Grant will expand COVID testing with syringe exchange programs

Researchers in the UO’s Prevention Science Institute have received a two-year, $1.2 million grant from the National Institutes of Health to fund expanded COVID-19 testing at syringe exchange sites.

The grant, which builds on the testing capacity created by the UO’s COVID-19 Monitoring and Assessment Program, is part of a nationwide effort to expand testing to underserved communities.

“This project expands the critical work being conducted through the MAP initiative,” said Beth Stormshak, Philip H. Knight Chair, professor in the Department of Counseling Psychology and the principal investigator on the project. “It will help ensure the health and safety of our communities and strengthens a vital partnership with HIV Alliance in Oregon that will enable that agency to provide COVID-19 testing at syringe exchange sites.”

Other investigators on the project include Anne Mauricio, Camille Cioffi, Hannah Tavalire, Leslie Leve and Derek Kosty, all research scientists at the Prevention Science Institute or faculty members in the College of Education. Doug Turnbull and Ariana White from the Genomics and Cell Characterization Core Facility are also collaborators.

The project is the second grant the UO has received through the Rapid Acceleration of Diagnostics Underserved Populations program, also called RADx-UP, to expand COVID-19 testing strategies in populations disproportionately affected by the pandemic. It follows a September grant that provided nearly $5 million in funding to expand testing in Oregon Latinx communities.

More than 60 federal awards were made as part of RADx-UP, with those two being the only projects provided with funding to serve residents in the state of Oregon.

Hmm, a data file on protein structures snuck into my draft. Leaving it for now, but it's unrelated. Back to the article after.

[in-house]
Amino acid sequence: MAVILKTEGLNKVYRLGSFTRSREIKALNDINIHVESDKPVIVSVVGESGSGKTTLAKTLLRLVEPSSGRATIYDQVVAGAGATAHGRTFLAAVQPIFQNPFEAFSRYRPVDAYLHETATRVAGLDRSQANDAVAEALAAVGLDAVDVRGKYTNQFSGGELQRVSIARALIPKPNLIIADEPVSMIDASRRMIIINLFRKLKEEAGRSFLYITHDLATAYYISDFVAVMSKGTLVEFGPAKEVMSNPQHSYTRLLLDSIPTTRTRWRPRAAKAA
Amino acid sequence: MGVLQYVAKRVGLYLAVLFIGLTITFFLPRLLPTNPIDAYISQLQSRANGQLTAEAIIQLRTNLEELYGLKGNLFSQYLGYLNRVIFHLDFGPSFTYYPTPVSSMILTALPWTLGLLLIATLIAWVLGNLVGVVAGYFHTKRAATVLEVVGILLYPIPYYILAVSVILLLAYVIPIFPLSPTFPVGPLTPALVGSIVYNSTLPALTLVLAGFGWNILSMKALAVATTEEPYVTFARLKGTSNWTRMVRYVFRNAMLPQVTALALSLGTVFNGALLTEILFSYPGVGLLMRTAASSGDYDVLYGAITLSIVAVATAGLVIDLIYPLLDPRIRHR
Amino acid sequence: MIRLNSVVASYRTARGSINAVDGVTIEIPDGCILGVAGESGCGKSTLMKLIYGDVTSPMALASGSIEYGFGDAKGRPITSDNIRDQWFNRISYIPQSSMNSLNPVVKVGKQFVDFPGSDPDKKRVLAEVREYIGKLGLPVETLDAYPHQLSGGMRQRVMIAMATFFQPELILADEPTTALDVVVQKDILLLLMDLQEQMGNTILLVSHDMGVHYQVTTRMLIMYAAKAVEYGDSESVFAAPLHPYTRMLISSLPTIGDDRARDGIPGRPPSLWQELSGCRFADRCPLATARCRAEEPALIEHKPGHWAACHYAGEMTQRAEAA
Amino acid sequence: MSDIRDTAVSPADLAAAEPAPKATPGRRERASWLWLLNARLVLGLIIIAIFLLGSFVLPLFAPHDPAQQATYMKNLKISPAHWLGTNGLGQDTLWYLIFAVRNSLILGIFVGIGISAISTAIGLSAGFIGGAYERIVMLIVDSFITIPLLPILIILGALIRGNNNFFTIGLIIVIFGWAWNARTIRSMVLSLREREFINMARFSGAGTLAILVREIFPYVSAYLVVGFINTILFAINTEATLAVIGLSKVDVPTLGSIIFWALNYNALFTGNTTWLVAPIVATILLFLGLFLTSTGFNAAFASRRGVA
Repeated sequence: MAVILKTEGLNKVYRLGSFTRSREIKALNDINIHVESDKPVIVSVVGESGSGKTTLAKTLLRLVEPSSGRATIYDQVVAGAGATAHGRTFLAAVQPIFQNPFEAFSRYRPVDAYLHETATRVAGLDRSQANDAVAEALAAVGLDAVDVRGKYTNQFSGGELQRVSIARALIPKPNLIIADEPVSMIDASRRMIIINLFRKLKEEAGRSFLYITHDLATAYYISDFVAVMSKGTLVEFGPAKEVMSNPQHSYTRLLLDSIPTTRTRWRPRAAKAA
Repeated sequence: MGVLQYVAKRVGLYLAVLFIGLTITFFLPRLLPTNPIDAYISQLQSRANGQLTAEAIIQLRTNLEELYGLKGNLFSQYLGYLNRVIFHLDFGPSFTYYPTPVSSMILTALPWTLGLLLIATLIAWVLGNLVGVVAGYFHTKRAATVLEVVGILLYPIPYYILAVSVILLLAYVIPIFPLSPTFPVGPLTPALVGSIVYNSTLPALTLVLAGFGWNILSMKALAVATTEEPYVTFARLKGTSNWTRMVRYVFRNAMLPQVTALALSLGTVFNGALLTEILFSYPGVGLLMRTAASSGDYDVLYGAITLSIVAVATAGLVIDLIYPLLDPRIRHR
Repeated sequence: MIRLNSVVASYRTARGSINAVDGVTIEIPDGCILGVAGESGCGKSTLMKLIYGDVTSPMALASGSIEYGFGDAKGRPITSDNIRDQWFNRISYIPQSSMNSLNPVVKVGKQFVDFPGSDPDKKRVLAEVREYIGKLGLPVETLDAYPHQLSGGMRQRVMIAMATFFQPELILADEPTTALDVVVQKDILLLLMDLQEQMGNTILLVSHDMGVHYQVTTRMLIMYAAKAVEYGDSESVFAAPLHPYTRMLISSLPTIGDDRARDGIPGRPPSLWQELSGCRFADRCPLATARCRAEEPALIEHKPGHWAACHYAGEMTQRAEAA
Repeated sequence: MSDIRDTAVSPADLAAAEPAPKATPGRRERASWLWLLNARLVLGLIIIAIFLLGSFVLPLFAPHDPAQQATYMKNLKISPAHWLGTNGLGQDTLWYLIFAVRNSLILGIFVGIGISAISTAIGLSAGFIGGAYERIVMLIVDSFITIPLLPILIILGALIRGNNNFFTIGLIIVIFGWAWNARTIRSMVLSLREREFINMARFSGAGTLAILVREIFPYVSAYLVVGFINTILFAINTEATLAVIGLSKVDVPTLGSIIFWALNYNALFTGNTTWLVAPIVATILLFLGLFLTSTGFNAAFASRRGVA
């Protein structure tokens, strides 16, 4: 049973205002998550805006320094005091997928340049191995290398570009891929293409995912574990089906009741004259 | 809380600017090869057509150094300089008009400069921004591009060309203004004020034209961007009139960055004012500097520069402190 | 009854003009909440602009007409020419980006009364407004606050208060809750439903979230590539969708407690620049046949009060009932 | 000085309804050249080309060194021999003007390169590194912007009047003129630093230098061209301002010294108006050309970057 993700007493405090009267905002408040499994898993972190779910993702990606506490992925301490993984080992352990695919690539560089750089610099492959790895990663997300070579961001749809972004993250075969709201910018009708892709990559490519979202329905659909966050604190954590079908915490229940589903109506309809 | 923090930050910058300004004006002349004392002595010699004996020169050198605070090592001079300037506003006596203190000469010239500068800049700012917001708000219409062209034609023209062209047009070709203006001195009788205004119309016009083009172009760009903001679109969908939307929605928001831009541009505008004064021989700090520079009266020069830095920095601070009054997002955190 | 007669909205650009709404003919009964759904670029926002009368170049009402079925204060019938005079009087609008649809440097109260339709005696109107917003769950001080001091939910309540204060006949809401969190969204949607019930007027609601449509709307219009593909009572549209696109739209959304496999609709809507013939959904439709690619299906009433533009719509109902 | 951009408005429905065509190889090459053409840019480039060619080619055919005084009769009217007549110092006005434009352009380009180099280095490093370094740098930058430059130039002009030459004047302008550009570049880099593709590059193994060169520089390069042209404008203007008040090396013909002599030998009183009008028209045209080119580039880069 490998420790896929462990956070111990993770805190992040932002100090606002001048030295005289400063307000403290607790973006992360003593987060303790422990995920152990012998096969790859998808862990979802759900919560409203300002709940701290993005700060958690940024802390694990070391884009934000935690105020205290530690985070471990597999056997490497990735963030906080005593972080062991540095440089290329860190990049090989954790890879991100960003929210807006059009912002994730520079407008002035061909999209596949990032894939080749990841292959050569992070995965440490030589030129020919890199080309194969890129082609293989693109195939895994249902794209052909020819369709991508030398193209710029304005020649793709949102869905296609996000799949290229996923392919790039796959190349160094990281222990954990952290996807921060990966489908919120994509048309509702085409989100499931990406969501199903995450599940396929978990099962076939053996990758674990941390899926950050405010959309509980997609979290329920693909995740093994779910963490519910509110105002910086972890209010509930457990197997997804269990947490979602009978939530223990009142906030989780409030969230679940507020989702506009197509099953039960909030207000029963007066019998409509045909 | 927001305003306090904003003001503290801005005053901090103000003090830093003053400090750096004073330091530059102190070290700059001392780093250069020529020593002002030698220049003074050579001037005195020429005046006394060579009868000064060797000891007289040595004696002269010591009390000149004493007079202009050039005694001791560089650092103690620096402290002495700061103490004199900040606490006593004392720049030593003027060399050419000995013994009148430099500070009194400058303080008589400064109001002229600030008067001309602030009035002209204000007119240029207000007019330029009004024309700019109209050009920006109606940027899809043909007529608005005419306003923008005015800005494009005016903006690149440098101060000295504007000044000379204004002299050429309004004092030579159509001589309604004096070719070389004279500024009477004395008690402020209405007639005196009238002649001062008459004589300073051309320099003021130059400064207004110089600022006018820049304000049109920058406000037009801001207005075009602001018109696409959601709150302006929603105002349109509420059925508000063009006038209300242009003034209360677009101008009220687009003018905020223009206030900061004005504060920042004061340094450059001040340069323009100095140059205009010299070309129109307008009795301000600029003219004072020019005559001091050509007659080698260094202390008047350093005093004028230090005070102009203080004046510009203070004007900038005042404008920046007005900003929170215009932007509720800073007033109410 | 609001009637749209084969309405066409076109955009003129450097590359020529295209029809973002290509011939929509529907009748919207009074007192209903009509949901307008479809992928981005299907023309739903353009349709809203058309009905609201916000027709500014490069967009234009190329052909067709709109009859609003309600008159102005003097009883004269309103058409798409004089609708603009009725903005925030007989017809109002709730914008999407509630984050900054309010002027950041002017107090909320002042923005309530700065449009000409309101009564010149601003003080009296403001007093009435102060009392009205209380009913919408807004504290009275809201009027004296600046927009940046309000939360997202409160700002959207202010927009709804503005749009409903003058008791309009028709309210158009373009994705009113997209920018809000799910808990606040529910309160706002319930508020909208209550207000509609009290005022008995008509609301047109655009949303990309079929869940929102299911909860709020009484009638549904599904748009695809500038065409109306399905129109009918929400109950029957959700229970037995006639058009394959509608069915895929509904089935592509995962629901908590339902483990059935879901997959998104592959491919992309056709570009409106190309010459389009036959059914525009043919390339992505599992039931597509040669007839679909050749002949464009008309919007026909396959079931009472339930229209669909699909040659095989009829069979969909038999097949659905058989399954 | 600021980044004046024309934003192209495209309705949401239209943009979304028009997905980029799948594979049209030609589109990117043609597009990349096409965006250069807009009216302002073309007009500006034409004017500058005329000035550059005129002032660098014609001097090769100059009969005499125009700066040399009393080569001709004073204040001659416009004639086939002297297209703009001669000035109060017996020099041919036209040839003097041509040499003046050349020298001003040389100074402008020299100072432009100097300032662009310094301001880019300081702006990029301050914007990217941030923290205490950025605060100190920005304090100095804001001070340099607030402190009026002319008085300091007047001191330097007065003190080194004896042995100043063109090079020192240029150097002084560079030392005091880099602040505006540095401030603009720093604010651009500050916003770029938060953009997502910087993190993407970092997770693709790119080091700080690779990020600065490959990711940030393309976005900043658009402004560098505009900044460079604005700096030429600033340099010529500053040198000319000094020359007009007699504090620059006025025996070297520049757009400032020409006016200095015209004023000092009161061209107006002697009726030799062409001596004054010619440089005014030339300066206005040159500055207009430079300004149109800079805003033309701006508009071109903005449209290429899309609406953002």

The new project is tied to an existing Prevention Science Institute grant targeting substance use among at-risk students and their families. Titled “Creating a Sustainable Infrastructure for SARS-COV-2 Testing at Syringe Exchange Programs,” the program builds on an existing partnership between HIV Alliance in Oregon and UO researchers.

In addition to testing, the program will provide a “motivational enhancement intervention” known as the COVID-19 Check-Up and evaluate whether the intervention increases testing rates among HIV Alliance clients attending syringe exchange programs. The brief, one-session intervention is modeled after the successful Family Check-Up Online model. The evaluation will include a component to identify barriers and facilitators that can be used to scale up the testing program.

The NIH announced the new grant as part of the second round of RADX-UP funding in a Nov. 20 news release. The UO joins 54 other institutions in enabling and enhancing COVID-19 testing of populations disproportionately affected by the disease, including African Americans, American Indians/Alaskan Natives, Latinox, Native Hawaiians, older adults, pregnant women and those who are homeless or incarcerated.

It aims to better understand COVID-19 testing patterns among underserved and vulnerable populations; strengthen the data on disparities in infection rates, disease progression and outcomes; and develop strategies to reduce the disparities in COVID-19 testing.

By Lewis Taylor, University Communications